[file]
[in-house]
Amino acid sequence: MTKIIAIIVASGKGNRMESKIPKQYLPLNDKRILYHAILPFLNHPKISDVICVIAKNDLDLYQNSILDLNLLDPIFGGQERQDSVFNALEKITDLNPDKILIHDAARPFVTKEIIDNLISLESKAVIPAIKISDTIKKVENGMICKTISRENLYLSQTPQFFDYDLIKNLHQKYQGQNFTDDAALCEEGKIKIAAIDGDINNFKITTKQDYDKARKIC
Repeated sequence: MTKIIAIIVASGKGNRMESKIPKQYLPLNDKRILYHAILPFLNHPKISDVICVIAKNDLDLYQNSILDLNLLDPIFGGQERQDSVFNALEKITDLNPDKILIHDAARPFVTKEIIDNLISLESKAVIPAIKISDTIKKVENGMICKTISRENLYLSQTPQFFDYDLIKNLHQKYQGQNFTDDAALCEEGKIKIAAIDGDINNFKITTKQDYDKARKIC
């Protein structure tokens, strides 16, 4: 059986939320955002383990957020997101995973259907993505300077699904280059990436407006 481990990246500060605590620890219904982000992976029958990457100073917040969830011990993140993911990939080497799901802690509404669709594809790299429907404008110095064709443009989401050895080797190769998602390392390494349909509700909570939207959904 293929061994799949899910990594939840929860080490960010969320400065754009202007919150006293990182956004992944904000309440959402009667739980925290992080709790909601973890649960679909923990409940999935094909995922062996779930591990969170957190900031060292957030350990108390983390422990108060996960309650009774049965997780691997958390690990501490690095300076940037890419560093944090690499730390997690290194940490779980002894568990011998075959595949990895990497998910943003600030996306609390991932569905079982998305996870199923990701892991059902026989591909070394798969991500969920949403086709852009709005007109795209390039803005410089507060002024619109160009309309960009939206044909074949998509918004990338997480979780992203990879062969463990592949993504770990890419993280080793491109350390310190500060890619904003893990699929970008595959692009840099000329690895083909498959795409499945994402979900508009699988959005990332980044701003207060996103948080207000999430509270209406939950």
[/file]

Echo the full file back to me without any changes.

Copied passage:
[in-house]
Amino acid sequence: MTKIIAIIVASGKGNRMESKIPKQYLPLNDKRILYHAILPFLNHPKISDVICVIAKNDLDLYQNSILDLNLLDPIFGGQERQDSVFNALEKITDLNPDKILIHDAARPFVTKEIIDNLISLESKAVIPAIKISDTIKKVENGMICKTISRENLYLSQTPQFFDYDLIKNLHQKYQGQNFTDDAALCEEGKIKIAAIDGDINNFKITTKQDYDKARKIC
Repeated sequence: MTKIIAIIVASGKGNRMESKIPKQYLPLNDKRILYHAILPFLNHPKISDVICVIAKNDLDLYQNSILDLNLLDPIFGGQERQDSVFNALEKITDLNPDKILIHDAARPFVTKEIIDNLISLESKAVIPAIKISDTIKKVENGMICKTISRENLYLSQTPQFFDYDLIKNLHQKYQGQNFTDDAALCEEGKIKIAAIDGDINNFKITTKQDYDKARKIC
């Protein structure tokens, strides 16, 4: 059986939320955002383990957020997101995973259907993505300077699904280059990436407006 481990990246500060605590620890219904982000992976029958990457100073917040969830011990993140993911990939080497799901802690509404669709594809790299429907404008110095064709443009989401050895080797190769998602390392390494349909509700909570939207959904 293929061994799949899910990594939840929860080490960010969320400065754009202007919150006293990182956004992944904000309440959402009667739980925290992080709790909601973890649960679909923990409940999935094909995922062996779930591990969170957190900031060292957030350990108390983390422990108060996960309650009774049965997780691997958390690990501490690095300076940037890419560093944090690499730390997690290194940490779980002894568990011998075959595949990895990497998910943003600030996306609390991932569905079982998305996870199923990701892991059902026989591909070394798969991500969920949403086709852009709005007109795209390039803005410089507060002024619109160009309309960009939206044909074949998509918004990338997480979780992203990879062969463990592949993504770990890419993280080793491109350390310190500060890619904003893990699929970008595959692009840099000329690895083909498959795409499945994402979900508009699988959005990332980044701003207060996103948080207000999430509270209406939950």